Finding the Right Roofer
A new roof is a big investment, and the materials are only a small portion of it.. What you’re really paying for is the skilled labor. Hence, you have to be smart when picking someone.
Seems easy? Not always. Anyone can talk and act like a roofer, but that doesn’t mean they’re qualified.
Seeking Quality Prospects
Check the yellow pages but only if you can’t get a personal recommendation form a person you trust. You should have at least two or three prospects, and each one should have been in business for a minimum of five years. In such a competitive industry, only good roofers usually last that long. Begin by inquiring about availability. Also ask for a few client references, and forget anyone who hesitates to give you any.
Then spend time doing drive-by inspections of some of their recent jobs. See if the spaces between individual shingle tabs, called water gaps, are well-lined up while alternating shingle rows. Check the shingles – are they trimmed in a clean line as they run along the valleys? In addition, shingles must be flawlessly trimmed on roof ends, aligning with the edge of the roof If you see any ragged lines, that means the roofer has done slipshod work. You should also find neat, tar-free flashings at the roof valleys and eaves.
If you like what you’ve seen, start calling the references, making sure to ask crucially relevant questions. For instance, has the roof ever leaked since it was installed? If so, did the roofer respond promptly to your call? Was the budget just enough for the project or did you end up exceeding it? Most importantly, would you work with the roofer again in the future?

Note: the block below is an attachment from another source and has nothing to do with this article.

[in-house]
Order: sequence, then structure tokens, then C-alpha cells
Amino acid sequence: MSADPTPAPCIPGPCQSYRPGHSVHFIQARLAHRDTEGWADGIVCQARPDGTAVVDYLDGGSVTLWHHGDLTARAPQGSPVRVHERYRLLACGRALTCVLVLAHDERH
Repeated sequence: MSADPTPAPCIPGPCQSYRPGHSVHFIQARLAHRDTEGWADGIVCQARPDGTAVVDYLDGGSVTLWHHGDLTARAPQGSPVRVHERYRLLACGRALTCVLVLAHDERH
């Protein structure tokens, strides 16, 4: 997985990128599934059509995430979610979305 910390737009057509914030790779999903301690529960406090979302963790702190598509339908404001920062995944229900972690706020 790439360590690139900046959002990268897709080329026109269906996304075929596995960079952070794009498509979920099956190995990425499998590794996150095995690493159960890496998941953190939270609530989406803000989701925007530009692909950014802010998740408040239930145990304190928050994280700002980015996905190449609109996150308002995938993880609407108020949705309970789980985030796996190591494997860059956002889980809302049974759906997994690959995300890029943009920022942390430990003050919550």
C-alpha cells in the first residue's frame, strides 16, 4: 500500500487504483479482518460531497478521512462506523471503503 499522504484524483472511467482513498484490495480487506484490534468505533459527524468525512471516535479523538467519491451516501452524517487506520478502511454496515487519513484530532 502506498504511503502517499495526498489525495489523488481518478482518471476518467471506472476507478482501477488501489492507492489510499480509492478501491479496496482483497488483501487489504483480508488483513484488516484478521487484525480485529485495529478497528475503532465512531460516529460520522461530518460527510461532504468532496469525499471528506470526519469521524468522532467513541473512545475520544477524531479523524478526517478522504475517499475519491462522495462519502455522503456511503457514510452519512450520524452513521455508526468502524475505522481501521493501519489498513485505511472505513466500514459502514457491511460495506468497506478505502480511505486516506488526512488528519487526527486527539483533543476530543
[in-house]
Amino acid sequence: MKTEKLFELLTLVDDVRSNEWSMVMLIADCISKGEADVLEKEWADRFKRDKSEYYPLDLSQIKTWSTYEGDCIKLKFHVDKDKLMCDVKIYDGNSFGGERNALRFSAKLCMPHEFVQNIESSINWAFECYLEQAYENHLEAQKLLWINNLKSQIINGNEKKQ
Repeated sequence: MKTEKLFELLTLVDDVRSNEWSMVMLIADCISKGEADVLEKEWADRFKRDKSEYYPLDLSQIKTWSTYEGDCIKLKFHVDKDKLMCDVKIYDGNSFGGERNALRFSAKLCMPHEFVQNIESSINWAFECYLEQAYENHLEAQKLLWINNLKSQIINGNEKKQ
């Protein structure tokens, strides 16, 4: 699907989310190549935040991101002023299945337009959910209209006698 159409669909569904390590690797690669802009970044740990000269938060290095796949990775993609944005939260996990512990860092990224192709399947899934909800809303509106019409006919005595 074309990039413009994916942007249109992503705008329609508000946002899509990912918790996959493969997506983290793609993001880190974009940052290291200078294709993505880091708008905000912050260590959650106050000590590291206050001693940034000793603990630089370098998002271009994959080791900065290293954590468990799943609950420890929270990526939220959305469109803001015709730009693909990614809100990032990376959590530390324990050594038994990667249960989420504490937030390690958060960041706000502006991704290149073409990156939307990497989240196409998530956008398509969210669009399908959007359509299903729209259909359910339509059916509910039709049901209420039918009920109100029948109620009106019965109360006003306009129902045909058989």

What to Look for in a Roofer
After finding some really good prospects, see if they carry workers’ compensation insurance and at least $1 billion of liability insurance. If they tell you they’re insured, ask for copies of their proof-of-insurance certificates. Then request an estimate, which should cost you absolutely nothing. As roofing is a one-time job, split the total amount into two payments – usually, a third of it is paid upfront (to cover the cost of materials), and the rest as the projects moves along to your satisfaction.
Definitely, you have to get a minimum warranty of one year for all labor-related issues, like flashing failure, leaks, and so on and this must be on the contract, including what type of shingles will be used. Get the highest rated, most durable shingles that fit your budget. Sometimes, warranties are void if shingles are placed on top of existing shingles, so the roofer may have to remove that existing layer for an added cost. Asphalt roofs last an average of about 13 years, so a 20-year warranty would be more than fine.